An insurance company has awarded the parents of a New York man who died in an accident involving a crane a tax-free sum of $1 million. The contractor, Yonkers Contracting, was fined $68,000 and cited for 10 violations because of the incident. The crane crushed the 30-year old worker when he was part of a crew working on a Metropolitan Transit Authority construction project in Manhattan back in April 2012.
The settlement arrived 16 months after the man died in the accident and his parents filed the wrongful death suit; however, Yonkers Contracting has not yet admitted to any wrongdoing. According to reports, the accident happened when the crane operator began to move a large boom into place and the cable snapped. The boom collapsed onto a roof, causing heavy debris, including concrete, to fall on the 30-year-old worker. According to federal investigators, the cable was frayed and no match for the weight of the boom.
According to OSHA, Yonkers Contracting gave safety a back seat by not completing a series of mandatory inspections on its old equipment. Last fall, OSHA’s area director released findings that stated that the worker would not have died if the company had followed the proper safety procedures. Yonkers Contracting disagreed with OSHA and claimed that trained personnel had adequately inspected the cable before each shift.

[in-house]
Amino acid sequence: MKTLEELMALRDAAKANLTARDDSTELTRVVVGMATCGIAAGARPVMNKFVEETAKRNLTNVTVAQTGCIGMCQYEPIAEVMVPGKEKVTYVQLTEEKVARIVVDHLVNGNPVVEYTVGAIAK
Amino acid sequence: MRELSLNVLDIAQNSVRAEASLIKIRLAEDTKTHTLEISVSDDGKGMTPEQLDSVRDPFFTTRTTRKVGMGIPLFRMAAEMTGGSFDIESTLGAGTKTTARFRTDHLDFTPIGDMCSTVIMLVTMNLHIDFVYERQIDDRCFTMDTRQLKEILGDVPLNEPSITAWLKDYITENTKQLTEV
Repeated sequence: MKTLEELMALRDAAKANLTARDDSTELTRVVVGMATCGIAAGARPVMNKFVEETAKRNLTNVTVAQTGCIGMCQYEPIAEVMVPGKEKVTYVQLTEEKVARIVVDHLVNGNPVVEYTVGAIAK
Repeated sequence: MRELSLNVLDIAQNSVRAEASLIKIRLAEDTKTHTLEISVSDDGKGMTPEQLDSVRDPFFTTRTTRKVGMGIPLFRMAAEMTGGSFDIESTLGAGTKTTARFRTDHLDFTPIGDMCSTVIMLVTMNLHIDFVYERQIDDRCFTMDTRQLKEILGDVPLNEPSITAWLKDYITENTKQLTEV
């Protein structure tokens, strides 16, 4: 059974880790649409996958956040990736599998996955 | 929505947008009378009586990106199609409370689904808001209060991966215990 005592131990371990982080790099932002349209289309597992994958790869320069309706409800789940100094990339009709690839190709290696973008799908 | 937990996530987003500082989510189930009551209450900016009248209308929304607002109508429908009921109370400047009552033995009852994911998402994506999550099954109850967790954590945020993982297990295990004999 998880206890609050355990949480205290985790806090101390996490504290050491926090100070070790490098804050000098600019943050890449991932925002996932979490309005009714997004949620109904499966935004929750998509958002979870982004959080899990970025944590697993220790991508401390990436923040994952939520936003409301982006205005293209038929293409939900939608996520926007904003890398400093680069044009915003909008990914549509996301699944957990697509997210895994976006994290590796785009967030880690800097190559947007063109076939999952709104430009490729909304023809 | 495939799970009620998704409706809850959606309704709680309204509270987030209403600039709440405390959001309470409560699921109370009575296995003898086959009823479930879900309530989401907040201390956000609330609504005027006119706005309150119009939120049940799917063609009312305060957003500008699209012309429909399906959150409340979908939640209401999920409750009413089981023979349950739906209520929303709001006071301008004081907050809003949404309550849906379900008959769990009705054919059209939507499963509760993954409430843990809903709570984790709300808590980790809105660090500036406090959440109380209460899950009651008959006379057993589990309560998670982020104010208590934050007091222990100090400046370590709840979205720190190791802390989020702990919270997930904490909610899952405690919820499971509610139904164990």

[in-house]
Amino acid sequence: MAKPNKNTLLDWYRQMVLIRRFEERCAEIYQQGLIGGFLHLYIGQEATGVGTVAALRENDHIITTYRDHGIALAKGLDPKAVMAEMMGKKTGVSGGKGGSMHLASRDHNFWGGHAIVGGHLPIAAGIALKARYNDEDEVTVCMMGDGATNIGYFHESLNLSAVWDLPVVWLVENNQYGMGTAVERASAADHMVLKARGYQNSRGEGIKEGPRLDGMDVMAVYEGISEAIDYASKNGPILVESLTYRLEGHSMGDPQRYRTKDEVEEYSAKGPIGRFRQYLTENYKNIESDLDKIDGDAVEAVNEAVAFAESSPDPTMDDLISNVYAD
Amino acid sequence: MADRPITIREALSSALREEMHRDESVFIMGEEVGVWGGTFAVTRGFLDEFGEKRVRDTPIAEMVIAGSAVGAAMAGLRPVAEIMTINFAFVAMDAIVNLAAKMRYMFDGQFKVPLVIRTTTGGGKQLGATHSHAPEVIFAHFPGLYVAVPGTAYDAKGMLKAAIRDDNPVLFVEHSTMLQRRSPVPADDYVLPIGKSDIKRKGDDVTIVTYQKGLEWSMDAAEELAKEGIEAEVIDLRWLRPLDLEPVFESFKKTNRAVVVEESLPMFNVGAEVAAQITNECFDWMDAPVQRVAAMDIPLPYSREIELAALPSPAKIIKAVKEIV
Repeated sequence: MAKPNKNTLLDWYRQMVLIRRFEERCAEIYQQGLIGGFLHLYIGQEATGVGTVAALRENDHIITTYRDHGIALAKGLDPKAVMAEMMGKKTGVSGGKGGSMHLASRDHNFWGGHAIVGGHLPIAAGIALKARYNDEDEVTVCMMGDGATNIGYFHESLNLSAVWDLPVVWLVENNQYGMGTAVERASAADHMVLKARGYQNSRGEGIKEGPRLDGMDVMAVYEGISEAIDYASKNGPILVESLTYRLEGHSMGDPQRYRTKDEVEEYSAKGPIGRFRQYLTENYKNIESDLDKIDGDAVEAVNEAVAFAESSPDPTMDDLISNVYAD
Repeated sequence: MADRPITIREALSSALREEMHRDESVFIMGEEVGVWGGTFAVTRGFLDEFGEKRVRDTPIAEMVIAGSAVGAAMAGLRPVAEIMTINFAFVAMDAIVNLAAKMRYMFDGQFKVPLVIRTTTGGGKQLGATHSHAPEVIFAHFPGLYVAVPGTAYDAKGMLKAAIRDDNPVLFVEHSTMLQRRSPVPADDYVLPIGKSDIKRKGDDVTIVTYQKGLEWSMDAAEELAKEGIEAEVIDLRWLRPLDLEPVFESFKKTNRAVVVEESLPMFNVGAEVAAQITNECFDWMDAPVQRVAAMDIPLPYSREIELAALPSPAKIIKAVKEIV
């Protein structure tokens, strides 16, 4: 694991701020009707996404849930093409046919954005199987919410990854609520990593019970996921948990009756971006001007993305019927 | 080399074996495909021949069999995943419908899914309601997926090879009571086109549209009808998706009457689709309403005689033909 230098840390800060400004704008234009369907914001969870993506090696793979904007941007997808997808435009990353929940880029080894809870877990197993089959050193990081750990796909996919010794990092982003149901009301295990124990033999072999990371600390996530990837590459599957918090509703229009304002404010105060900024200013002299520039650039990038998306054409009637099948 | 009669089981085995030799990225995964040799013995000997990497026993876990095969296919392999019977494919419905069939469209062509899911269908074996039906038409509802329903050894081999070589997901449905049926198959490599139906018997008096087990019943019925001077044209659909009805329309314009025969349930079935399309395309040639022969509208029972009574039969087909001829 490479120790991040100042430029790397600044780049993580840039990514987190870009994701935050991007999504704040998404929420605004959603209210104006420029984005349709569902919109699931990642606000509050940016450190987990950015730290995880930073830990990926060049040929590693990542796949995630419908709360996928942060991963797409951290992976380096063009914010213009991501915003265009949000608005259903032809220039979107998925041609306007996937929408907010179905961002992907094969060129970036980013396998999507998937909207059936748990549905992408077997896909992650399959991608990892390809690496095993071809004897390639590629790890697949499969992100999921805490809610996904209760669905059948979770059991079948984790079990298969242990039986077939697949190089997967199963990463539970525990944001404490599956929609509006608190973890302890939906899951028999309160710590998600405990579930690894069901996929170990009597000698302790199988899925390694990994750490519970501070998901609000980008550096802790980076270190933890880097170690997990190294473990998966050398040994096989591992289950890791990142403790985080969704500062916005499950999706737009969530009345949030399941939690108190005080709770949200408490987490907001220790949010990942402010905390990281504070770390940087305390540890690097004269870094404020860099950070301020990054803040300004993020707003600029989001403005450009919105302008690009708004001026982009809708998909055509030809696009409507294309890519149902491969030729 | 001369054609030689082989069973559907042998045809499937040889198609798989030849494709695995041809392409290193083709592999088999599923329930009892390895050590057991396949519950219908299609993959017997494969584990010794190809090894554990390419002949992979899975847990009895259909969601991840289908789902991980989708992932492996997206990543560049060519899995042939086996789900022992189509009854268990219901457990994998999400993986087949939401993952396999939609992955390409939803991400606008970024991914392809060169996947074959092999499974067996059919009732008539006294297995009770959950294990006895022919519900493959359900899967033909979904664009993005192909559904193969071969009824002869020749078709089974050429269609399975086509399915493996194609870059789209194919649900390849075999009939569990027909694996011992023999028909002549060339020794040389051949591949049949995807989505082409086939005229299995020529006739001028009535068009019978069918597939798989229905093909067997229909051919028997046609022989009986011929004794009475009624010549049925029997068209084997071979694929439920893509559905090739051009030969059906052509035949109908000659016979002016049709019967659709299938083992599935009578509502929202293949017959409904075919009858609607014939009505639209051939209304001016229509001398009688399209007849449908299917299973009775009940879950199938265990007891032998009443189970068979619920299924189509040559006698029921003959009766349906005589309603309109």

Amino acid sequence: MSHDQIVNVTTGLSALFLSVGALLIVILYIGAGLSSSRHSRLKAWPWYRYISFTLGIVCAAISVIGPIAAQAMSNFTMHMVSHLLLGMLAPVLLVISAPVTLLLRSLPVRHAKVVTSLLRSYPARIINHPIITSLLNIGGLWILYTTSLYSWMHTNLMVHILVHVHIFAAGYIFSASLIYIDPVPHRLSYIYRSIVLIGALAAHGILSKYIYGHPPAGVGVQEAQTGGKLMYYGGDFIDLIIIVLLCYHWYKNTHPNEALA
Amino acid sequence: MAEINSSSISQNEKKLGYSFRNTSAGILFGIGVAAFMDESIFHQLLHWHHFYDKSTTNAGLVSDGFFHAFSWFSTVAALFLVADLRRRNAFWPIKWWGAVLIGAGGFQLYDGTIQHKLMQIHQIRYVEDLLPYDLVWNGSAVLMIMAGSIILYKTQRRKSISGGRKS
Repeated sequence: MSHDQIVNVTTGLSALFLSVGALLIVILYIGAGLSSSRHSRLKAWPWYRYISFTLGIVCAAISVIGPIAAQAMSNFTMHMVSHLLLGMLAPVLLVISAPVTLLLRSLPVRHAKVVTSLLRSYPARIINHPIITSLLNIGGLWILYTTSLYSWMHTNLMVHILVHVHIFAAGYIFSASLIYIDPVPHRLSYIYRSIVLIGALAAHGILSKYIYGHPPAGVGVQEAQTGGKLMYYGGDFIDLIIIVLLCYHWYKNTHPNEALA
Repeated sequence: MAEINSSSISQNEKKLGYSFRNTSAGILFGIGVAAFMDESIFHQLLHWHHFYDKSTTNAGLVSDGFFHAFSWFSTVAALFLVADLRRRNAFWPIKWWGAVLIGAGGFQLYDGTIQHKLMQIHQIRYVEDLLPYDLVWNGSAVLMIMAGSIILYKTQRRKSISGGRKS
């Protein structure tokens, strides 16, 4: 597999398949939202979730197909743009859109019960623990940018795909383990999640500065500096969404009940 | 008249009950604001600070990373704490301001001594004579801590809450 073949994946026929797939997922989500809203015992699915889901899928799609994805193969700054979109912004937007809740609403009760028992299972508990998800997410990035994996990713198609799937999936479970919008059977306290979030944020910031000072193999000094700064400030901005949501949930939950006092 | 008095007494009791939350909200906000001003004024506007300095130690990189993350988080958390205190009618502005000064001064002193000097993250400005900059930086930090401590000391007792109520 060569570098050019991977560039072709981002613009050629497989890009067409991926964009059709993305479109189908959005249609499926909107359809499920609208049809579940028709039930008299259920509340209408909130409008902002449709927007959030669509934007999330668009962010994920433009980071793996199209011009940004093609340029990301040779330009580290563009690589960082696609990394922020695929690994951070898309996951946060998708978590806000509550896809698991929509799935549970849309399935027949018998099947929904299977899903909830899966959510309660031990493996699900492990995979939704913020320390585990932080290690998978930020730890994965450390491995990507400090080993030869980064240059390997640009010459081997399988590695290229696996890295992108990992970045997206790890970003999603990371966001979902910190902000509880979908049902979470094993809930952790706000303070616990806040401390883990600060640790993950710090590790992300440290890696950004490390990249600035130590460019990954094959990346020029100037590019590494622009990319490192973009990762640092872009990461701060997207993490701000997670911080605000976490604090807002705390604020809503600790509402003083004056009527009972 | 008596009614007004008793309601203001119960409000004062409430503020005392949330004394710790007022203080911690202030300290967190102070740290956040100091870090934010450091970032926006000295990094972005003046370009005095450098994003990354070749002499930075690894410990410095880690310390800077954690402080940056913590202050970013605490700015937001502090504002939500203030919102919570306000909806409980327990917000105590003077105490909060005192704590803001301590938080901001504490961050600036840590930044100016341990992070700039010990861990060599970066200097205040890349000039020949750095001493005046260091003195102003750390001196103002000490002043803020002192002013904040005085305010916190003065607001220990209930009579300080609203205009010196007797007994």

Construction injuries can be dangerous or fatal. It is important that workers understand that they may be able to receive compensation for injuries sustained while on the job, and death benefits may also be available for the families of workers who have died on the job. A skilled personal injury lawyer may be able to negotiate with insurance companies and other parties in an attempt to secure an equitable compensation package, and if a workers’ compensation settlement is not the best option, an attorney could file a wrongful death claim instead to hold the negligent employer liable.
Source: New York Daily News, “Parents of construction worker killed in crane accident given $1 million settlement“, Greg B Smith, August 20, 2013